Low testosterone levels in men can sometimes lead to a condition called gynecomastia, or the development of larger breasts. Testosterone is a naturally occurring hormone. It’s responsible for male physical features and also affects a man’s sex drive and mood. When there is an imbalance of the body’s hormones in men, including testosterone, gynecomastia can develop. Both low testosterone and gynecomastia are often treatable. It’s important to first understand the underlying causes for each condition.
Testosterone levels normally decrease as men age. This is referred to as hypogonadism, or “low T.” According to the Urology Care Foundation, 1 in 4 men over the age of 45 have low T. Having low testosterone levels can lead to several complications:
- reduced libido
- low sperm count
- erectile dysfunction (ED)
- enlarged male breasts, called gynecomastia
The male body produces both testosterone and estrogen, although estrogen is usually found at low levels. If a man’s testosterone levels are especially low in comparison to estrogen, or if there is an excess of estrogen relative to testosterone, larger breasts may develop.
When boys hit puberty and there is a noticeable change in hormonal activity in the body, gynecomastia may appear. However, it may resolve itself with time and without treatment. The excess of breast tissue may be equal in both breasts, or there may be more in one breast than the other.
As testosterone levels drop in older men, gynecomastia may develop and persist unless it’s treated. Gynecomastia affects about 1 in 4 men between the ages of 50 and 80, according to the Mayo Clinic. The condition usually isn’t harmful or serious. It can be embarrassing for men at any age. In some cases, it can result in sore breast tissue.
Low T is most often simply the result of aging. Underlying health conditions can also be the cause. Talk to your doctor about whether your low T might be the result of an underlying condition, such as:
- damage to cells in the testes that produce testosterone
- an accident
- inflammation (swelling)
- testicular cancer
- cancer treatment, including radiation and chemotherapy
- diseases that affect parts of the brain, such as the hypothalamus and the pituitary gland
Additionally, if you take anabolic steroids, you may also be damaging your body’s ability to manufacture testosterone.
A variety of treatments are available for both gynecomastia and low T.
Gynecomastia may be treated with medications such as raloxifene (Evista) and tamoxifen (Soltamox). These are drugs usually prescribed to treat breast cancer. The U.S. Food and Drug Administration (FDA) has approved those medications to treat breast cancer, but not gynecomastia. The use of drugs to treat a condition for which they are not FDA-approved is known as an “off-label” use. Off-label treatments may be safe, but you should talk about the use of these medications with your doctor before starting treatment.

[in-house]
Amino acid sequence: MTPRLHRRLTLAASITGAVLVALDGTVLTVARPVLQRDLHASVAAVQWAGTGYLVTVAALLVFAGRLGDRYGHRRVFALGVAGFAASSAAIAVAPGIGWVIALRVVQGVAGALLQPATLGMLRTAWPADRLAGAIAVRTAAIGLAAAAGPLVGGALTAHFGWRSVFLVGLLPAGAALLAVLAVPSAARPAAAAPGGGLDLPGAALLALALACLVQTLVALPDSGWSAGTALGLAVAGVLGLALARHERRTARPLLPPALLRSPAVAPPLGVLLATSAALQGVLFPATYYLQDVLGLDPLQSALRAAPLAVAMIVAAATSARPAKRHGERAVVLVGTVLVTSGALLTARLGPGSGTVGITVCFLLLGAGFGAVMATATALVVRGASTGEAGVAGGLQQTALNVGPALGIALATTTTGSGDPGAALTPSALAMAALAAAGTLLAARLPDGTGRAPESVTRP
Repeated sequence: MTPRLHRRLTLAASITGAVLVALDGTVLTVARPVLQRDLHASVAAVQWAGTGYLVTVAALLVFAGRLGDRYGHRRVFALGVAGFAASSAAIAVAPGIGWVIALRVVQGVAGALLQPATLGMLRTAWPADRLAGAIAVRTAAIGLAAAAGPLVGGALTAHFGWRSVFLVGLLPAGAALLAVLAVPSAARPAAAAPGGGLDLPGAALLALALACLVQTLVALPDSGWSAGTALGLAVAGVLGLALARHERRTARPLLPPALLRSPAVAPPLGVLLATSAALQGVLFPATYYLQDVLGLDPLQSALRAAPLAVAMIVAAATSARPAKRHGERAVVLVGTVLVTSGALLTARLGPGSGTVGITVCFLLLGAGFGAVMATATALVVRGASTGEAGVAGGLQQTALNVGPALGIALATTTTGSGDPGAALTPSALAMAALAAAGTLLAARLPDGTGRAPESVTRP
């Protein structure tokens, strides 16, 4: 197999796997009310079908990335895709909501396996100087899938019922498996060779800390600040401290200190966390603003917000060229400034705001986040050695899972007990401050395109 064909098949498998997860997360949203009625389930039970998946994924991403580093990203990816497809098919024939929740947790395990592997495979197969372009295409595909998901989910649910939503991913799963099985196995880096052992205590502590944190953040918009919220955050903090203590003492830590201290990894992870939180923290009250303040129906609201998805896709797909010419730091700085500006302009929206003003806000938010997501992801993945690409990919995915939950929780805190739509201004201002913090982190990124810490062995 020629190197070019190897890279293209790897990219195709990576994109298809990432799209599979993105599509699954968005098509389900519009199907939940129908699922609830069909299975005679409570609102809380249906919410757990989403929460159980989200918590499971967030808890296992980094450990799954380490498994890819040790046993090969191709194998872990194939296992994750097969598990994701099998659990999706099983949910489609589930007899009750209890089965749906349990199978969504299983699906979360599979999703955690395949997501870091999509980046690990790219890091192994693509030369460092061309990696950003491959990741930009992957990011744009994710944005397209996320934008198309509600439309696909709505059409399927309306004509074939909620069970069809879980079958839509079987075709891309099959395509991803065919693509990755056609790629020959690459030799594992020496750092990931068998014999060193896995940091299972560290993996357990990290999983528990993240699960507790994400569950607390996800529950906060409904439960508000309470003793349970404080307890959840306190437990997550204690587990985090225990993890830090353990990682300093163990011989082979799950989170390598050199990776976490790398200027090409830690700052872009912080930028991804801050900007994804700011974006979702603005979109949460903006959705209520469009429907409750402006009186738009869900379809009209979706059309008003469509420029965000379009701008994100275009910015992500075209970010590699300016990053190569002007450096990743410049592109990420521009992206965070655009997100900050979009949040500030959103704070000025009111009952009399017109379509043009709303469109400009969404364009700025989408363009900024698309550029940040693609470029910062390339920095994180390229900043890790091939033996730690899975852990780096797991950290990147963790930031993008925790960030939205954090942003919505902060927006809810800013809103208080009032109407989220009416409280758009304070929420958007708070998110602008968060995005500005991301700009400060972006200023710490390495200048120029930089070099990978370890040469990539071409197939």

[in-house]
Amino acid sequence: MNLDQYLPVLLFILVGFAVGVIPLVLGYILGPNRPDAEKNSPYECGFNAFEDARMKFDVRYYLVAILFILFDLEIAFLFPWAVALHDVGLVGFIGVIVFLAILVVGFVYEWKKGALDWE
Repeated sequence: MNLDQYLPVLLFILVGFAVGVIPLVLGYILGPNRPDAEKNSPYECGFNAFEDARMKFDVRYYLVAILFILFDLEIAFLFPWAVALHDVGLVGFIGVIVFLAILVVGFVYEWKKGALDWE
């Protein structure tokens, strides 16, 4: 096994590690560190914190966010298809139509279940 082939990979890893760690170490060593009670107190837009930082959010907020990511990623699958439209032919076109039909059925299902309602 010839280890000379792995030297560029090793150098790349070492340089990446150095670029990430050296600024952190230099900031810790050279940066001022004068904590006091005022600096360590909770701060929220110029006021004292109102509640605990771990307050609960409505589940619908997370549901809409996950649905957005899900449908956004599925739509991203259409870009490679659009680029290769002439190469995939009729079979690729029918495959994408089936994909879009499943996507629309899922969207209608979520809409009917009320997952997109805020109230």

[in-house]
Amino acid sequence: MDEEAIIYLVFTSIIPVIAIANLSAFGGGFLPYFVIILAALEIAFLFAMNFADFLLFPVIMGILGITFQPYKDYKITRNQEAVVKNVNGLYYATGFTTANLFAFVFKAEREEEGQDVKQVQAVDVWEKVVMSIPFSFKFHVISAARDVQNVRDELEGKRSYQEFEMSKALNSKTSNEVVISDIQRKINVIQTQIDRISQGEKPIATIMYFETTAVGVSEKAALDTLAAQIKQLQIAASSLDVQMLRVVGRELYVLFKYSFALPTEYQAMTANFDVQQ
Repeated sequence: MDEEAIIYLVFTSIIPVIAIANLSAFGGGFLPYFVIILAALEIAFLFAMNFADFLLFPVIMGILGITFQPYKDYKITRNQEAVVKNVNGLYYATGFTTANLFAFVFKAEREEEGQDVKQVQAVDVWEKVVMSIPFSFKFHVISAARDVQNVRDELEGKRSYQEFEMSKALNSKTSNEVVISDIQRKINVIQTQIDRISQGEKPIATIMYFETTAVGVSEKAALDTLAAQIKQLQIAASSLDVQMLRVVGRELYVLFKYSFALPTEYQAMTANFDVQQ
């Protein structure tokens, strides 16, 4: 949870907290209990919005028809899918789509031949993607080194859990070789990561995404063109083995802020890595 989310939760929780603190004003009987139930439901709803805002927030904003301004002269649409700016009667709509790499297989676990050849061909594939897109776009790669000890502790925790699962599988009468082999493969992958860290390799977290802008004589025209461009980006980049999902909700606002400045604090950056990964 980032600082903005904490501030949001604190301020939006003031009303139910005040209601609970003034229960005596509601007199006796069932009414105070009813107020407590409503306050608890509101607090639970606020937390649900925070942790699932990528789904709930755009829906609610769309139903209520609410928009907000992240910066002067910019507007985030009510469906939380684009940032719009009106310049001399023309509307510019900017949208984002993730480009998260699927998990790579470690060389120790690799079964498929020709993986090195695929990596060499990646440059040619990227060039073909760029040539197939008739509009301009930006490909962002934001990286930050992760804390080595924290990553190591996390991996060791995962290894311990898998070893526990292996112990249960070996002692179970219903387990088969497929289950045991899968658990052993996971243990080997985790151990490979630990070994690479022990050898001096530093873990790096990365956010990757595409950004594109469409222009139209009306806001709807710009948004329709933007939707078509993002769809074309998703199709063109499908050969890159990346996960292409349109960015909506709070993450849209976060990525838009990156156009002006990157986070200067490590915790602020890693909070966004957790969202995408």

There are surgical options, too. You may have heard about liposuction, which removes excess fat from the belly. It can be used to remove fat in the breasts, too. Liposuction doesn’t affect the breast gland, however. A mastectomy is the surgical removal of breast gland tissue. It can be done with a small incision and a relatively short recovery period. These treatments may include corrective or cosmetic surgery to provide you the shape and look you want.
In addition to treating gynecomastia, you may want to treat low T. Testosterone levels in men tend to decline as they age. That’s why many older men try testosterone replacement therapy. Treatments are available in a variety of forms:
- skin gels
Men who receive testosterone replacement therapy usually have noticeable results. They often experience improvement in:
- sex drive
- muscle mass
They may also see a positive change in their outlook and mood.
There are potential side effects to testosterone replacement therapy. Men who may have breast cancer or prostate cancer should not undergo testosterone replacement therapy. There has been some controversy about whether the treatment may increase the risk of developing prostate cancer. In addition, it may increase your risk for cardiovascular events, obstructive sleep apnea, and excess red blood cell production. It’s worth having a conversation with your doctor about the latest research, as well as the risks and benefits of testosterone therapy.
Ask your doctor
You may feel uncomfortable discussing low testosterone and gynecomastia with anyone, including your doctor. But the conditions are not uncommon. According to Boston University School of Medicine, 4 to 5 million men in the United States have low testosterone. Gynecomastia is quite common as well.
Low T and gynecomastia are common conditions among men, especially as they age. Many treatment options are available. Although you may find it uncomfortable at first to talk to your doctor about these conditions, discussing treatment options can help you take charge of your health and body. You may also benefit from talking with a therapist about your concerns. A support group of other men with gynecomastia may provide you some perspective to help cope with the condition as well.
Unlike some conditions that have no real treatment options, low T and gynecomastia can often be treated, and your quality of life can improve.